Omaha daily bee. (Omaha [Neb.]) 187?-1922, September 11, 1909, NEWS SECTION, Page 5, Image 5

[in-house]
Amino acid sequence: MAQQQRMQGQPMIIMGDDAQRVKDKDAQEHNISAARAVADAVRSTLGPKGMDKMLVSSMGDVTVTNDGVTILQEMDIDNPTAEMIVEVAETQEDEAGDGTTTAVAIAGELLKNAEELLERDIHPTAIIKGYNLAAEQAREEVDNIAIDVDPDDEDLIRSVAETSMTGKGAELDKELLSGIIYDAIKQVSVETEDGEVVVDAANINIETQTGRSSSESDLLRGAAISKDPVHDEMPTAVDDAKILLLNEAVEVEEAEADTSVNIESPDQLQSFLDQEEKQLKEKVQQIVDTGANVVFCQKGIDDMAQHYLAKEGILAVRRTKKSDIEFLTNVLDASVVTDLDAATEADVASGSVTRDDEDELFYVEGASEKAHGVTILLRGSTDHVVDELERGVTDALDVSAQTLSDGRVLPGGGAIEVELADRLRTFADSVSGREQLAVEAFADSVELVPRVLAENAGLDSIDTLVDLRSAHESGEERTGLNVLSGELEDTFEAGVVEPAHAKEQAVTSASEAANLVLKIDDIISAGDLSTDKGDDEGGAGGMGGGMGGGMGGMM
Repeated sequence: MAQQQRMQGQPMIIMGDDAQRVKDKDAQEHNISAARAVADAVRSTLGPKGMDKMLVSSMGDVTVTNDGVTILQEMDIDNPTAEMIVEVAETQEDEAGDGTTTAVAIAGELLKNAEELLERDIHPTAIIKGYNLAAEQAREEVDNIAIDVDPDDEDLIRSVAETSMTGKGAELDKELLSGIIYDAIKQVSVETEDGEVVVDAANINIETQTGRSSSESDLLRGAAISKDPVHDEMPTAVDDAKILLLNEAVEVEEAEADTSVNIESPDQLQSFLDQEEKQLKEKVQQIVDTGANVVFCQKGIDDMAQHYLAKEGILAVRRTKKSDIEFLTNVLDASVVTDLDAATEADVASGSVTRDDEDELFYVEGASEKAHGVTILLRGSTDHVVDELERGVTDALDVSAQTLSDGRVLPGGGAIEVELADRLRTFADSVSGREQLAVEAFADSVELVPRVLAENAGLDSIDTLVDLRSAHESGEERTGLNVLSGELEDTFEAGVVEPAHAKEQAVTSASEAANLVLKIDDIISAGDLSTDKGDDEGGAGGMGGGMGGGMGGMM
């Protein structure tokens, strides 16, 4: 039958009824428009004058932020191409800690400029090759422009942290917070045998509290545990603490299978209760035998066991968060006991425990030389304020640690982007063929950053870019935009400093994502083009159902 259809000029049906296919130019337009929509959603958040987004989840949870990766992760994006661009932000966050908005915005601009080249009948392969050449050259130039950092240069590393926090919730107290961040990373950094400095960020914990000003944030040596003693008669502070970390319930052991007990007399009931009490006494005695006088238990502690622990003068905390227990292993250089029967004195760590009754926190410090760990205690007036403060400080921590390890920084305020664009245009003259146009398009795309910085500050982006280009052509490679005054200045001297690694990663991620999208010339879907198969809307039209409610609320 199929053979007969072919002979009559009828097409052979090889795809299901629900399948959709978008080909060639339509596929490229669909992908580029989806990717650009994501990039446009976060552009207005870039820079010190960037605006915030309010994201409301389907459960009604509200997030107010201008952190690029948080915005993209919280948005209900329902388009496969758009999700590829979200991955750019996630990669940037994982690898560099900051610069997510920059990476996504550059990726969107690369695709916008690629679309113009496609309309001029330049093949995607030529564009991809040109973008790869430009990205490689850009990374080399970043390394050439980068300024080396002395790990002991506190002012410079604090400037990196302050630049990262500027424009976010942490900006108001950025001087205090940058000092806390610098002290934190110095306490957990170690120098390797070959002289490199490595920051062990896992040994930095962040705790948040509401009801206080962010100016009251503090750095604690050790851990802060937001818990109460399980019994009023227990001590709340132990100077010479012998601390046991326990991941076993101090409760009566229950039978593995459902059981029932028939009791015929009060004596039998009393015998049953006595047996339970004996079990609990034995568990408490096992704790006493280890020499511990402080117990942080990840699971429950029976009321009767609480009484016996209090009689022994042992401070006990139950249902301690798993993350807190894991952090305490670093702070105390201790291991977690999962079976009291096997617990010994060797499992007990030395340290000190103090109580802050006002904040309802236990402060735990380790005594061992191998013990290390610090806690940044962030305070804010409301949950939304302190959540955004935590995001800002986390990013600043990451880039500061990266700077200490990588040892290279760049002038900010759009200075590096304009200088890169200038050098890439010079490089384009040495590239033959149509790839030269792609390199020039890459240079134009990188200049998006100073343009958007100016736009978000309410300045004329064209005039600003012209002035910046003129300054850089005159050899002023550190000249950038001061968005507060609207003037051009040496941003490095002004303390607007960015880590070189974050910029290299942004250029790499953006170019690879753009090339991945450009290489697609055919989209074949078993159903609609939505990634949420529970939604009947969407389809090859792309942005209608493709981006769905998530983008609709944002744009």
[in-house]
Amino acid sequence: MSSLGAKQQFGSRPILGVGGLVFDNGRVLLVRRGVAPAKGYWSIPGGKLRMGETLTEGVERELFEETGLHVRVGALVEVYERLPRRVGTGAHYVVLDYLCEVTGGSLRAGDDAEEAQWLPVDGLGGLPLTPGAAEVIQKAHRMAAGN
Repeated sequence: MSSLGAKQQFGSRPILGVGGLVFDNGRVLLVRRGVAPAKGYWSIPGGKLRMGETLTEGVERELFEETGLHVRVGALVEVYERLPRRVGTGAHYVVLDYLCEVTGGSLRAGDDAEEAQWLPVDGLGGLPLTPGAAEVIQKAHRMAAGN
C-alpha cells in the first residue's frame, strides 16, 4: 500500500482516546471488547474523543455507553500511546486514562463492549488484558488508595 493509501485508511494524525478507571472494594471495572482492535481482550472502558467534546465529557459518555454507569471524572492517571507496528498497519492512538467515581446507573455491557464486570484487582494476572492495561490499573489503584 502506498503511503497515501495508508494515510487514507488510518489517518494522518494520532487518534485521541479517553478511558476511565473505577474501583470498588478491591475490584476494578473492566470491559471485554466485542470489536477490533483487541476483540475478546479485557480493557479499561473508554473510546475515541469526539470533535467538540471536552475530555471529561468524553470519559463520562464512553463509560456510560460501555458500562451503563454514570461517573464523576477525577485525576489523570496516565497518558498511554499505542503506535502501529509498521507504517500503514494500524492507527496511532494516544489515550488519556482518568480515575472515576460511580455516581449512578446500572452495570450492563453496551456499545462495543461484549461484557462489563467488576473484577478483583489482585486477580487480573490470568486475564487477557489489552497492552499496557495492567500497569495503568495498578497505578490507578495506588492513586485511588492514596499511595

T1IK IlfcE: OMAHA, SATURDAY, SEPTEMBER 11, VJW. NOTICE TO The PUBLIC J 1 ( 5 The great Closing-Ont-Sale of the mamoth piano stock of Foster Bros., the oldest and largest piano house of Columbus, Neb., is a great success. Everybody knows that Foster Bros, carried one of the finest stocks of high grade pianos in the west, including Concert Grands, Baby Grands, Cabinet Grands and Uprights. When we bought this stock for spot cash at a fraction of cost the people of Omaha and the state of Nebraska ex pected more than oniinary piano value. But music lovers will not be disappointed if they call at once, for such fine pianos were never before quoted at such low prices. Beautiful STEINWAY, KURTZMAN, CHASE, CIIICKERINO, KNABE, IVERS & POND, FAItRAND, SCHAFF, ETC., ETC., are offered and sold far below the cost of manufacture, and all on terms to suit your convenience. ONLY ONE DOLLAR PER WEEK $1,500 Steinway Concert Grand, only $450 $750 Electric Pianol only $425 $600 Chickcring Upright, only $350 $550 Steinway Upright, only .... $325 $450 J. & C. Fischer, only $185 v $250 Pianola, ' only $08 $450 Knabe, Rosewood case, only. . $175 $550 Chase, only $2G0 $350 Ivers & Pond, only $125 $350 Kimball, only $100 $350 Kurtzman, only $215 $400 Beautiful Sample Piano . . . . $175 Other pianos and organs, $15 $25 $35 and up. We also quote special prices on our entire new stock of Weber, Hardman, Steger, Emerson, McPhail and Pianola Pianos. . ' If you wish the bargain of a lifetime and save from $100 to $200 on a high grade instrument call without delay. We ship pianos everywhere. Satisfaction guaranteed or money refunded. Schmoller & Mueller Piano Co. The Oldest said Largest Piano House in the West. Established in 1859. We also rent new pianos at $3.00 per month. Tune, repair and store at lowest prices. 1311-1313 Farnam St Phones: Doug. 1625; Ind., A-1625 I lite i ii TTjM- I f J 11 m nvw n id 1 V ' mi I, mi if i tt-Mo' C ii i. ii i hum V .in ,u m'ir imIiiiiW . ' thmmM CAHIC ARTf CENT A BILE TO, SEE KMC Union Pacific Blashei Etw for Ak-Sax-Ben restlvitiei. MEANS THOUSANDS OP VEH0XS Low . Far and Attract Bterlala- meat 'Will Comblaa Maka Omaha Mecca tor Mora TrT lera Thaa Err Datara. E. L. Ixmax, general panaeniar Mnt of the Union Pacific, announce Jhat the Union Pacific has decided to fire Omaha and Ak-8ar-Ben a cent a mil rate for the fall fcetlvitlcs. or one fare for the round trio, from -all pointa Id Hebraaka. . . Last year Qtlier Nebraaka, tinea aara a rate of a fare and a half and the Union Pacific followed with an announcement of a cent a mile. Thla year alt other Ne bianka llnce have arranged for a rate of a fore and a half, and now comes the Union Pacir!o with the announcement of a fare for the round trip. The dates on whloh the Union Pacific rates are effeotlre are Octotxr 1 to 8. inclusive, Monday to Fri day of the big M-oek. These low rates will undoubtedly bring thousands to Omaha, as reduced rates are always attractive, and the big show Omaha has to offer must be consldorfd. Omaha now offers more attractions, to vlnltors than ever before during the fall festivities. The shows on the King's High way will be of a higher order, the eleo trlcal parade will be of the usual high class, the military, pageant will be larger than anything of Its kind ever held In the west and Omaha itself Is bigger and has more real attractions than the past. The military parade wilt be held Thurs day afternoon, the day following the big electrical parade, and this will be a strong enough attraction to hold many people over for another flay who might otherwise go home after the electrical parade. The children's Japanese Tea party la another attraction which will tend to hold people, for It will be one of the prettiest shows ever staged. Lost in the Jam of Busy Omaha Louis Hueftle, Prominent Citizen of Eustii, it Swallowed Up in Vor tex of Human Flood. Louis Hueftle,. a prominent German oltlsen of Kustls. la tost In Omaha and his family is unable to find trace of him. He came to Omaha from Lincoln State fair with a friend, Jacob Kooher, last Tuesday evsntng. Kocher left him near the Krug theater for a tew minutes and he was cone when Kooher returned. He had been feeling Ul during the evening, and it Is thought that he may be unable to get word to, his relatives. A message from Eustls received Thursday noon stated that he had not been there. He was a complete stranger In Omaha. Fred Kooher of 1(11 Isard street Is trying to find him. He Is described as a German, about years of age, with a full black beard. In the abdominal region is prevented by the use of Dr. King's New Life Pills, the painless purifiers. 16c Bold by Beaton Drug Co. f i' sW"--. I ti i v - - I f - y SOLDIER DID NOT DESERT Pension Examiner Unravels Queer Tale After Long Investigation. ( 4 s EE-ENLISTED IN fcTW BEGIMENT Hia First Toelc a Sick Farloagk eve Bqatv-aleat to Dlarharsr aal Wu Carried oa Rolls aa Deserter. I 1 1 "1 bt, tV. ASLJtJt BJtOA. CO The S25,000 Adler-Rochester Book Thla la the book you gea adver tised everywhere. It shows the Adler-Rochester fall and winter, creations al la actual color. We have purchased a limited number of copies. You are wel come to one If you call while they last. The attraction of thta book Ilea In the fact that it shows all the latest Idler-Rochester styles. Tbee designs are the ones that men wait for. For forty years they bare been the leading creations. The fabrics are the finest weaves.. The tailoring utter per fection. The clothes are regarded, as they deserve to be, as the most desirable clothes la America. Yet the v prices are moderate. Suits and overcoats from tlt.&O np. Far lesser clothes cost Just as much, or more. When you see ' this book you will want to see the garments. And we have them In great variety. And this is the only store in town handling this topmost make. Don't forget the book. VOLLMER'S Expert Clothes Flttera 107 fouth Sixteenth Street Special Pension ' Examiner Foster Is telling a story "just to show that It la not the province of special pension ex aminers to hunt down men and deprive them of their pensions through some tech' nlcal violation of the multiplicity of pen' Ion laws, but rather to demonstrate that the average pension examiner would sooner help a worthy soldier get a pension, than to deprive htra of It" Here Is his nar rative: ; "Dennis Hunt enlisted early during ths civil war In a New Tork regiment and served for more than three years. He was severely wounded at the battle of Antletam and waa sent home en stele fur lough. His furlough was Indefinite, but he recovered from his wound sooner than he expected. He went back to his regi ment and was again wounded at Gettys burg and was given another sick furlough after being discharged from the hospital. "After several montha he recovered from his wound and, supposing that his sick furlough waa equivalent to a discharge, he failed to return to his original command. He waa a little doubtful about the legttt maoy of his discharge, and fearing that he might be classed aa a deserter, hesitated about going back, aa about that time the government was shooting an occasional deserter, eo he determined to re-en II at urder another name in a Massachusetts regiment. "He served with the Massachusetts regi ment until the last year of the war and waa again wounded In front of Petersburg and was sent home to die. But he didn't die. He reported to his Massachusetts command Just before the grand review In Washington and was mustered out with the regiment. , "Several montha after the close of the war he applied for a pension. It was held up for various reasons, particularly from the fact that he claimed three separate wounds, but not all -of them from his last enlistment. "Hunt positively Insisted that he had no other service except In the Massachusetts regiment, but was disinclined to explain the 'discrepancy of the two other wounds which had been perfectly established by his repeated physical examinations before the medical examining board. The two old wounds Indicated that they had been re celved two and three years previously. But Hunt was obdurate and would not give away hia earlier enlistments. "Finally a special examiner was sent to his old home In Brooklyn and after mak ing some Inquiries among friends and rel Uvea the examiner discovered that Hunt had served In a New Tork regiment for three or more years before enlisting in the Massachusetts regiment, ,and was in some of the hottest battles of W1 and 1863, but under anothsr name. 'Further inquiry ahowed that he was car ried on the rolls of the New York regiment aa a deserter. His record as a soldier was, however, first clssa, and he was again in veatlgated by a apeclal examiner, who la now stationed In Omaha, and Hunt finally admitted that he had served In the New York regiment. He denied any Intention of deserting, but held that as the gov ernment wss making It pretty hot for men charged with desertion, he concluded to change his name and enlist in another regiment where he would not be known. "The examiner saw trie real merit In the case and Instead of seeking to show the man up as a premeditated desarter, sent In the full story of the case to the pension department. Every detail of Hunt's story was corroborated, and the penaion depart ment of Its own volition removed the charge of desertion from Hunt's name and awarded him a pension from the date of hia first wound at Antletam In September, 13. He waa granted arrearages from that date and only a few weeks ago, here In Nebraska, he received from the peneion department a check for over 1X000 arrear ages and a notification that he had been placed permaaently on the pension roll." C Correct Dress for IVien and Doyts (Choose Clothes Like You Would a Friend Our object is the same rs yours, and we choose to sell you clothes of such supreme worth that will insure cordial relations. Gome to us we are showing the handsomest and largest lines of superior quality clothing in the west. We have models and patterns that are beyond compar ison, at prices so moderate and values so extraordinary that we have practically no competition- ana tni is especially true of the superb suits we are selling now at aliO) You will find in these new fall suits the advanced Ideas of fashion Fabric and Fashion The tailoring will prove itself in the wearing And there are other remarkable values at $23.50 $25.00 P o $40.00. irs easy to select the right garment when none are wrong at any price Top Coals 3' it 10, 1S, 1S, 20, 325, OSO, 035 Rain Coatsj SCHOOL SUITS that combine elegance and durability, at $3.50, $4.50 and up to $10.00 some with two pairs of pants. ''Here you pay less and dress batter' Waiters Hold Up .'Field Club at the Bankers' Dinner Squeeze Extra Dollar Per Man, Find ing; They Have Club by Short Hair. Slstx colored waiters successfully worked the Field club for 180 on the oocaslon of the dinner to the Nebraska Bankers' as sociation. As a result thsre are some miss Ins; colored faces at the club. Just before the dinner was to be served to the asHembled and hungry visitors it became known that a "strike" was on. Some of the "extra help' employed con ceived the bright idea that they had the club by the short hair, as it were. The wallers were to receive $2.10 for the even ing's work and the sum demanded waa $3.10. $1 more. The head waiter and the steward held a hurried conference and then put the mat ter up to Acting President Sherradeo and the house committee. "Nothing to do but submit to the hold up." was the verdict. But the head waiter waa told to discharge the ringleaders the next day. "We ought to have been prepared for a trick of thla kind," said President Sher- raden. "They' tried the same game last year at the banquet for the National Live Stock . exchange. If we had had a few more club members on hand we would have told the whole crew to chase Itself and waited on the tables ourselves. When William Hughes, secretary of the Bankers' assoAatlon heard later of the 'hold-up,' he aald that if he had known of It he could have secured enough young bankers to have acted as waiters." P. Woollery, Mrs. Herbert Freeman, Mrs. H. Rowley, Mrs. Carrie Scott, Mrs. Qaorge Toung, Mrs. W. B. Howard, Mrs. D. J. Burden and Mrs. J. W. Ellis. The delegates to the state convention, which will meet In Lincoln, October ls-sl, will be Mrs. Samuel Maxwell, Mrs. A. E. Newell, Mrs.- W. C. Ogle, Mrs. H. N. Craig, Mrs. H. Freeman, Mrs. C, J. Rob erts; alternates, Mrs. M. J. Tracy and Mrs. J. A. Dalsell. EDITORS TO GET THE BEST Newspaper Men of Nebraaka Western Iowa at the Den Monday Night. aaa Monday will be editors' night at the Den, when the knights of Ak-Sar-Ben will en tertain as their guests ths newspaper men of Nebraska and weatern Iowa. Knowing these learned men are up on high-class opreys, they have been held to the rear until the singers have all learned their parts In the beautiful oprey of Paprika Schnitzel. The editors will be the real critics of ths performance which will be given for the entertainment of President Taft. Three other performances will oe given during the week for the entertain ment of the visiting Eagles, and If ths oprey makes as deoided a hit with the lay Eagles as it has with ths grand officers, the fame of Ak-8ar-Ben will be spread broadcast alt over ths oountry. The Northwestern Llae. Time changes September Ul Daylight Chicago train leaves T a. m. Instead of 7: a. nr. arriving Chicago l:S0 p. m., with parlor car, diner and sleepers. Overland Limited leaves 11:11 a m., arrives Chicago 11:46 p. m. Westbound Overland Limited leavea Chicago T p. m., arrives Omaha 7:01 a. m. Chicago Omaha train No. ti lsaves Chicago 6 p. m., arrives Omaha T a. m. Other trains. Including the popular Oraaha-Chtcago eleotrlo ' lighted train at P- m. and the Los Angeles Limited to Chicago at :10 p. m., remain unchanged. City offloea. 1401-1 Farnam. If yon aava anything to sail or trade and want eutch action advertise It la j Ths Bse Want Ad columns. FRANCES W1LLARD OFFICERS Mrs. Clara E. Bnreaak a Chosen President of This W. C. T. V. Oranalsatloa. The Prsnoes Wlllard Women's Christian Temperance union elected officers for the year at a meeting held at the home of Mrs. J. Laverty In South Omaha Super intendents of departmental work and dele rates to the state and county conventions were also chosen. An address was made by Rev, Charles W. Savldge at the afternoon session. The meeting waa attended by Mrs. F. B. Ifeald, state president of the Women's Christian Temperance union. The secre tary reported a paid up membership of 140. The officers elected were: President, Mrs. Clara E. -Burbank; first vice presi dent. Mis. Ororge W. Co veil; second vice president, Mrs. H. , N. Craig; recording secretary, Mrs. Albert W. Eaton; treas urer, Mrs. Hannah Rowley; corresponding secretary, Mrs. C. J. Roberts. Superintendents Christian citlxenehlp, Mrs. D. Q. Craighead; franchise and tem ple work. Mrs. George W. Covell; medical temperance. Dr. Myrta Wells; Sunday schools, Mrs. F. K. Spalding and Mrs. H. N. Craig; social functions, Mrs. W. C. Ogle; medal contest, Mrs. F. A. Fallana bee; soldiers apd sailors, Mrs. . Herbert Freeman; press, Mr. C. J. Roberts; flower mission. Mrs. A. E. Newell. The delegates to the county convention which meets in South Omaha, September U, will be Mrs. H. N, Craig, Mrs. W. C. Ogle. Mrs. Jay Laverty, Mrs. C. J. Rob erts, Mrs. King. Mrs. Albert N. Eaton, Mrs. F. K. Spalding, Mrs. Clever, Mrs. J. Drug and Rubber Goods Sale Saturday, September 11 Our store Is a busy one at all tlmea but on Saturday still mors so. Ws have, however, recently Increased our clerical force In all departments and tlrus our usual prompt servlcs is maintained. Toilet Goods Sale Special Sale "flash" lor dlrly Hands 10c lor I5e Oriental Cream Saturday 3 Bo Graves' Tooth Powder .... All 15c Sanltol Preparations. day at 16c Mistletoe Cream tOc Java Rice Powder IBc Holmes' Frostllla 7 So Janice Perfumes, oa. tie Eiderdown Powder ....... lOo Dr. Charles Flesh Food ... Slogans' Alcohol Stove 7 So Saturday 4711 White Rose Soap . .180 every ..Its ..1 I..BSS ..140 . .4e , ...Se ,..ass also, 3SO IBS RUDDER GOODS This is a very strong Una with us, purchasing as we do all goods direct from factories and thus being in position to guarantee the wearing quality of every article sold. This 78o Fountain Syringe Saturday 84 Oood 1-quart Wator Bag 0 Good 6 0o Bulb Syringe, Saturday...,. SSe rrsprletsry lemeoki st Cat Trices tOc Oossam's Pill ass $1.00 D. D. D. for M Tlaol, the great tonlo, always Sl-00 toe 1'ape's Dlapepsln 4Ao Rexall Charcoal Tablets ISO Llslerlne lOo, 80, 40 and S Packer's Hair Balsam Sfto ptnkham'a Compound . Se 1.00 Zemo Cure for So Hexall Kidney Cure Jo and Stuart's UUpepsIn Tablets.., tl.00 Hostetters Bitters So . a. 8 8Se aad S1.6S Avar's Cherry Pectorlal. aso, aoo, e Tia, for tendrvr feet SS Dr. Plerce'a $1.00 Remedies for... Sis Write for catalogue. Stan & McConnell Drug Go., 16m and Dongs OWL DRUG CO. 16tti and Harcay WHO KNOWS G. L PARKS? Has Been Troubled Greatly With Ohronio Kidney and Liver Complaint. NO EOCUSPOCCS" ABOUT "NEW METHOD" When a man like G. L. Parka vol untarily offers a testimony like the on below there certainty must be something to what he aays. Mr Parks tsils of his suffering for years with s chronic trouble which at times was so sever that he was until for work of any kind. Often after sitting down b waa unabl to ris again because of hi suffering. For year this trouble xltd continually becoming wore in spit of all sorts of treat ment. Now Mr. Parka la wall and has had absolutely no trouble for ft long period, but It required the "new method" treatment of lb Autro American doctors to give him a sur. Head his own words: "Omaha, Neb.. Aug. 1, IKS. "To the Public: "When I commenced taking treat ment from tne Austro-Amsrluan footers I could hardly 0.14 myaif down to the oftiue to s ioohi. umi 1 wouid sit don 1 ouuld baidly get up again, as 1 had been sutrerlug iur year from a chronic kidney and blad der trouble. After taku.g their treat ment fer three daya 1 lelt so much improved that I started to work. I have been gaining rignt along and have had no return 01 the old symp toms; am working every day. There la no "hocuspocua" about their treat ment. Writ to me or call on me at Ul Harney atreet, Omaha, and 1 will gladly answer you. G. u PARKS. "S1 Harney mreet" Th "new method" treaVnent 1 known only to th Austro-Ainerlcan Doctor, who conduct offloee and laboratories on the fourth floor of the Raing block, opposite the Orpheum theater, at Fifteenth and Harney streets. The new method treatment consists of properly diagnosing th case, ascertaining the direct causes of the aliment and then eradicating the oause. When the cause la removed, as in the case of Mr. Parks, of course n further trouble Is experienced and a complete oure is effected. Dr. Milen is ehlef of staff and he la assisted by a staff of the most emi nent specialists In the oountry, Vr Mllen assists in the diagnosis of every ea and personally direct th course of treatment. No case Is ever ao cepted for which there la any doubt of a permanent cure being given and the following diseases ar success fully treated: Paralysis, rheumatism, goitre, epi lepsy, gall stones, diseases of the liver, kidneys, stomach, blood, ohronio and nervous diseases of Inea and women. Separate quarter and strict privacy for men and .women. Consultation and examination free. No fe asked until th patient I cured. Call Us by 'Phone Whenever yeu wut eeiue thiag. call 'Phone bougie faa and make It tnni Luroua a bee Want Ad.